Watermelon Rooh Afza Popsicles & Fun Ramzan/Ramadan Links for Kids

watermelon rooh afza popsicle

It is almost that time of the year folks. Ramzan/Ramadan is a month observed by Muslims world over by fasting from sunrise to sunset and focusing more on spiritual needs. It is a time to both be grateful for ones blessings and to assist those less fortunate. With Ramzan falling in the summer this year I thought it fitting to share with you these delightful Watermelon Rooh Afza popsicles. It is my spin on a deeply delicious and incredibly satisfying drink that my mother makes. Now I turn it into a refreshing and simple popsicle for my girls who share my love for watermelon and Rooh Afza. In these popsicles the Watermelon is the star and the Rooh Afza a back note. Should you want to up the Rooh Afza flavor feel free to just add more. 

watermelon rooh afza popsicle

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Crunchy Corn and Green Chilli Aaloo Cutlets / Potato Cakes

Aaloo Cutlets

One of my brothers likes to tell the story of how when he was back in Karachi during one of his college breaks he walked into the kitchen to find a girl he had not seen before with her head submerged in our deep freezer, furtively foraging for something to eat. When he asked her who she was she responded by asking him who he was to which he said “I live here” to which she exasperatingly replied “I’ve never seen you before”. My poor brother then retorted with “well I haven’t seen you either” Once they has resolved their impasse and she had told him she was one of my friends he asked where I was and she said “not home” and continued to rummage through the deep freezer until she found these Corn and Green Chilli Aaloo Cutlets. Moral of the story:  food first, all else later.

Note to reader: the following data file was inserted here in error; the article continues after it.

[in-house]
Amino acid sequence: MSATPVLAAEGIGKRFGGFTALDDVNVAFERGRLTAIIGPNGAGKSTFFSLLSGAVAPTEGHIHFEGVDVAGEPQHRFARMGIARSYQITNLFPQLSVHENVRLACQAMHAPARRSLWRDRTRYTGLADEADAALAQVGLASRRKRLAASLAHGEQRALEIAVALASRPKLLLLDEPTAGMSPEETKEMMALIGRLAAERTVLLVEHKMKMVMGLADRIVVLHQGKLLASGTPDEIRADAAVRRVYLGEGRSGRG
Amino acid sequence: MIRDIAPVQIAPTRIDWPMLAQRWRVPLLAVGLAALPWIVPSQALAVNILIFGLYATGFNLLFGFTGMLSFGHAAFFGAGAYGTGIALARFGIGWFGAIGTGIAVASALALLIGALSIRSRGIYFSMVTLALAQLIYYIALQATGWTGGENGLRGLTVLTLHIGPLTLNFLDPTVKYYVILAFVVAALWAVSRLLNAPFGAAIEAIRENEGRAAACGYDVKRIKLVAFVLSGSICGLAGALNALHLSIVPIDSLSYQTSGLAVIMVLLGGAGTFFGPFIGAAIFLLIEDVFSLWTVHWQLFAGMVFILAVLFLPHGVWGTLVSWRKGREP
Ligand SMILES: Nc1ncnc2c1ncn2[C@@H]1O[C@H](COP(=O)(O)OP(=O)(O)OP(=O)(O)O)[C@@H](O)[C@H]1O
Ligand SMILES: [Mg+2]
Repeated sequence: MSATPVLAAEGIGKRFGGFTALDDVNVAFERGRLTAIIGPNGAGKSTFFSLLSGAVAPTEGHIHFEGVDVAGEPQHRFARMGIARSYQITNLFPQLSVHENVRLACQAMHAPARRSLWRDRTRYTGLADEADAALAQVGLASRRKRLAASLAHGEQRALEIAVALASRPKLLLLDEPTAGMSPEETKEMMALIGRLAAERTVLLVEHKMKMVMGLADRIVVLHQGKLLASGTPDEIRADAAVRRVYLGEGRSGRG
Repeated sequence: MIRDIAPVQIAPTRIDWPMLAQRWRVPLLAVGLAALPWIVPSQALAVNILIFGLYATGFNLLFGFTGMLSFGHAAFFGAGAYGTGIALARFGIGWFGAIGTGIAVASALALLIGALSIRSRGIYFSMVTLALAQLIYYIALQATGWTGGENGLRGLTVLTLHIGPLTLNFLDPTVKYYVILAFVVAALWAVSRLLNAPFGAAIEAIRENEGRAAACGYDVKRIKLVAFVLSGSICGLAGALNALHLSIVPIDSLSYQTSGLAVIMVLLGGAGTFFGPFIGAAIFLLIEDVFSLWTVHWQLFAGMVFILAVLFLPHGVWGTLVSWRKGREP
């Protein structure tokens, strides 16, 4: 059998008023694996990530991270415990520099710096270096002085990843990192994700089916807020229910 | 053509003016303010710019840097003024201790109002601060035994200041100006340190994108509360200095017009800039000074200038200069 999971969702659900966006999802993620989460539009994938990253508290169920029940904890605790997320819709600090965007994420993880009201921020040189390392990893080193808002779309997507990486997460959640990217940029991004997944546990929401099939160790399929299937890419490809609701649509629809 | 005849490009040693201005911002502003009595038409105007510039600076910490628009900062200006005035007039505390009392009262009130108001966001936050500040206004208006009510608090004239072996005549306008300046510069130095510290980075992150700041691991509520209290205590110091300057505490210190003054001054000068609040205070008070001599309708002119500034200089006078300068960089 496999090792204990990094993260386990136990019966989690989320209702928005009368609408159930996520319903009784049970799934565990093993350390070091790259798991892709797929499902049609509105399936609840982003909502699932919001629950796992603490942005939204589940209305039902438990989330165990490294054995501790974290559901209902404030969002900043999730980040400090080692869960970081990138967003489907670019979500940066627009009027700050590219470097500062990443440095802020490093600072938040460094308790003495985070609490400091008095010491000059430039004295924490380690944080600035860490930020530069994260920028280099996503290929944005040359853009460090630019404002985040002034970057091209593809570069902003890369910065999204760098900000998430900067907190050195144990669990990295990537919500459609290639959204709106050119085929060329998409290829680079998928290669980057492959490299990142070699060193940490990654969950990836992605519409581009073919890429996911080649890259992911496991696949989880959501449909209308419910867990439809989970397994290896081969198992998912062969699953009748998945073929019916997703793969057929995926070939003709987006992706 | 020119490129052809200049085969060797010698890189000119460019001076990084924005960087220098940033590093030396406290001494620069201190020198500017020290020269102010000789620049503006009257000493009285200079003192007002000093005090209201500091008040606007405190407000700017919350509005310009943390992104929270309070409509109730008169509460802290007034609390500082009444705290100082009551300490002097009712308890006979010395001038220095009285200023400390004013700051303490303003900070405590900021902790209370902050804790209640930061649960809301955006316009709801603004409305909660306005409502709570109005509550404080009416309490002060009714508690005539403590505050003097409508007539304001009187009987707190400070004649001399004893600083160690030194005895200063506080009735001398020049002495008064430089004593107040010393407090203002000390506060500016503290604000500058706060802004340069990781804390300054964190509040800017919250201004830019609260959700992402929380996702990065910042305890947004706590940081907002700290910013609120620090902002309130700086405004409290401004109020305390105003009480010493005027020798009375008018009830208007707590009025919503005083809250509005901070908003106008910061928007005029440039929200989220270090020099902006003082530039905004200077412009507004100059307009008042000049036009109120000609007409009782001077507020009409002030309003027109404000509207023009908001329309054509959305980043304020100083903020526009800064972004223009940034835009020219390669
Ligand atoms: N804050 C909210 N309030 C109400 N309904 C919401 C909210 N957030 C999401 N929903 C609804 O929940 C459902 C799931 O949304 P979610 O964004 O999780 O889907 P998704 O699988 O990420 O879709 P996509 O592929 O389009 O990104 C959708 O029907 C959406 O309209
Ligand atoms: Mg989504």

corn-chillies-potato-cutlets

 

With their crunchy exterior and creamy spicy interior nubbed with corn these are one of my mothers trademark cutlets/kababs. The friend above was not the only one who would drop in after school to snack on these babies. They were pretty much a hands down favorite of most of my friends. Some of my happiest memories from those days are the ones that were made in my sweltering kitchen, friends sitting around the table, plates with cutlets and ketchup smears and lots of the unrestrained laughter that is the hallmark of teenage years. 

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As an adult, one who is forever ‘behind’ in the things that need to be done I can really appreciate how much work it would have taken for my mother to keep that freezer stocked for the hungry teens that were always welcome in our house – whether we were home or not. My hope is that by the time my girls are older they too can have that same experience. I don’t think it’s ‘cool’ for kids to hang out at each others houses when Starbucks is an option, but I would like to think that if you cook it they will come 🙂

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My Mother’s Coconut Barfi & Eid Eats 2015

Some foods make me think of being a small child, of little hands and not so little hands, sneaking pieces when no one is looking, only half sure that the consequences of this petty theft won’t be so bad.  This barfi is one of them, my mother usually made it on special occasions and colored it so that one layer was pink and the other was green. The coconut she used was sweeter, heftier, and my little self couldn’t get enough of it. Yes, my dental problems started early.

Coconut Barfi